NAIROBI, KENYA —
The food situation in South Sudan is worsening, according to a new report released by United Nations, humanitarian agencies, and the government.
It projects the number of people who are severely food insecure is likely to drop to 4.8 million for the last quarter of 2017, down from six million in June. But as South Sudan begins its harvest season, the report notes that compared to last year 1.4 million more people do not know where their next meal is coming from.
And, in the beginning of 2018, the report estimates that 5.1 million people are expected to face life-threatening food shortages.
“At a time when the harvest is coming in, in South Sudan, that’s from October to December, and food should be relatively plentiful, even in South Sudan; after many years of conflict, intensified conflict and new displacement of people mean that the situation is actually worsening,” said U.N. World Food Program regional spokesman Peter Smerdon. “And there are 25,000 people who face famine conditions in South Sudan, and last year, at the same time in the harvest season, no one faced famine conditions in South Sudan.”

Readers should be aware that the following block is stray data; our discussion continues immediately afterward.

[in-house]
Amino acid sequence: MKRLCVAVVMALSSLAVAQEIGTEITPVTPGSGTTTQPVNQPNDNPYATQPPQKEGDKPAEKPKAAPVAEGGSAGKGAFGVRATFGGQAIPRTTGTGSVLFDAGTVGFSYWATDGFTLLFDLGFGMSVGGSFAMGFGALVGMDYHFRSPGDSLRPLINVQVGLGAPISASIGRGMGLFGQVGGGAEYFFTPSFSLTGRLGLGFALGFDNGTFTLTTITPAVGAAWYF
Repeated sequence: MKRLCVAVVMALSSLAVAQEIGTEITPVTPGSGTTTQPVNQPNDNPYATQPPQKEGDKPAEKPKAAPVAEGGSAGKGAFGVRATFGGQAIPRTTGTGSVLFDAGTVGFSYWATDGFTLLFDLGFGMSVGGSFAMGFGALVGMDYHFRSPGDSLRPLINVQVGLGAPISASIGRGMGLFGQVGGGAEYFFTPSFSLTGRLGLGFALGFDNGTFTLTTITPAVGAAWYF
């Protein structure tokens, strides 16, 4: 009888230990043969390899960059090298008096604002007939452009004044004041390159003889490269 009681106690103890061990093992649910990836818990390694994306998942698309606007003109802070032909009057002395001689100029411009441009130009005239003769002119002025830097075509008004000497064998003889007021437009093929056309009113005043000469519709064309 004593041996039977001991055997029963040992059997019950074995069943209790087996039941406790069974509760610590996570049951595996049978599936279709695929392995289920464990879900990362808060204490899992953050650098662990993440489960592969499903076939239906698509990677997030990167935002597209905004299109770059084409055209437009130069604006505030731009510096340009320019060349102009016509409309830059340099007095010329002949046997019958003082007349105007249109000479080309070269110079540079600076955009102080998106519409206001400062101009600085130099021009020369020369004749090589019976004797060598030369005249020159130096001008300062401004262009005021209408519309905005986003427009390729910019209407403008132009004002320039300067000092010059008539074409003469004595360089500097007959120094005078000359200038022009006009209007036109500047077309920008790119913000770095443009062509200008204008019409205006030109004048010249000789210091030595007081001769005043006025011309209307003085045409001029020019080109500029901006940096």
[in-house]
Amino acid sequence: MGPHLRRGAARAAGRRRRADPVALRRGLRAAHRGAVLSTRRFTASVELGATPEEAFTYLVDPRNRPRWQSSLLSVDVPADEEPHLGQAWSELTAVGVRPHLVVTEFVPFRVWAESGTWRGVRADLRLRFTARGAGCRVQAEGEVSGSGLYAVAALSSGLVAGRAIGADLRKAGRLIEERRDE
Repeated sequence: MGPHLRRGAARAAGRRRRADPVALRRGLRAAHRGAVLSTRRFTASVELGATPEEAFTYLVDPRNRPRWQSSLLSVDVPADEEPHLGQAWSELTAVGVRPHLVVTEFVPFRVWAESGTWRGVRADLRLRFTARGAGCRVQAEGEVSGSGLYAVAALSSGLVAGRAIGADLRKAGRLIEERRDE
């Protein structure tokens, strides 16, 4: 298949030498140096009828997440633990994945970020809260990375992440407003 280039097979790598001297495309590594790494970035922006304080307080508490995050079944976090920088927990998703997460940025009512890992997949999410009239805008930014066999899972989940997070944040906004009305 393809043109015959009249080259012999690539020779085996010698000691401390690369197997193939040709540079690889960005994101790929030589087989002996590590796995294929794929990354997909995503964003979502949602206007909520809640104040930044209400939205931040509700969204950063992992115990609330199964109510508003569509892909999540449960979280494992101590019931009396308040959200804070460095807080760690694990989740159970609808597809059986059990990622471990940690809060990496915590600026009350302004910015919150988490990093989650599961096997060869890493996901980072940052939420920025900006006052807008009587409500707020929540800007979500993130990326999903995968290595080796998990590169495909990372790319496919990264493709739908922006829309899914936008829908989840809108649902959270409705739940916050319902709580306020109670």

According to the report, there is currently no famine in South Sudan, after it had been declared in two counties of Unity State in February. Smerdon said it was beaten back by a "massive and sustained" humanitarian response by aid agencies and donors, and improved access. But, he warned, the risk is increasing.
“But the fact that people are now facing extreme food insecurity, i.e. do not know where their next meal is coming from, in different parts of the country, from then, demonstrates how there are limitations to what humanitarian assistance can do, in the face of growing and prolonged conflict. So basically, we cannot do very much,” said Smerdon.
Smerdon added that the number of people who are on the brink of famine has almost doubled compared to last year. And, the report states, acute malnutrition has worsened compared to the same period last year.
“Continued conflict, humanitarian access constraints, climatic shocks, and macroeconomic instability leading up to the 2018 lean season will likely result in” famine conditions in multiple locations across South Sudan, according to the report.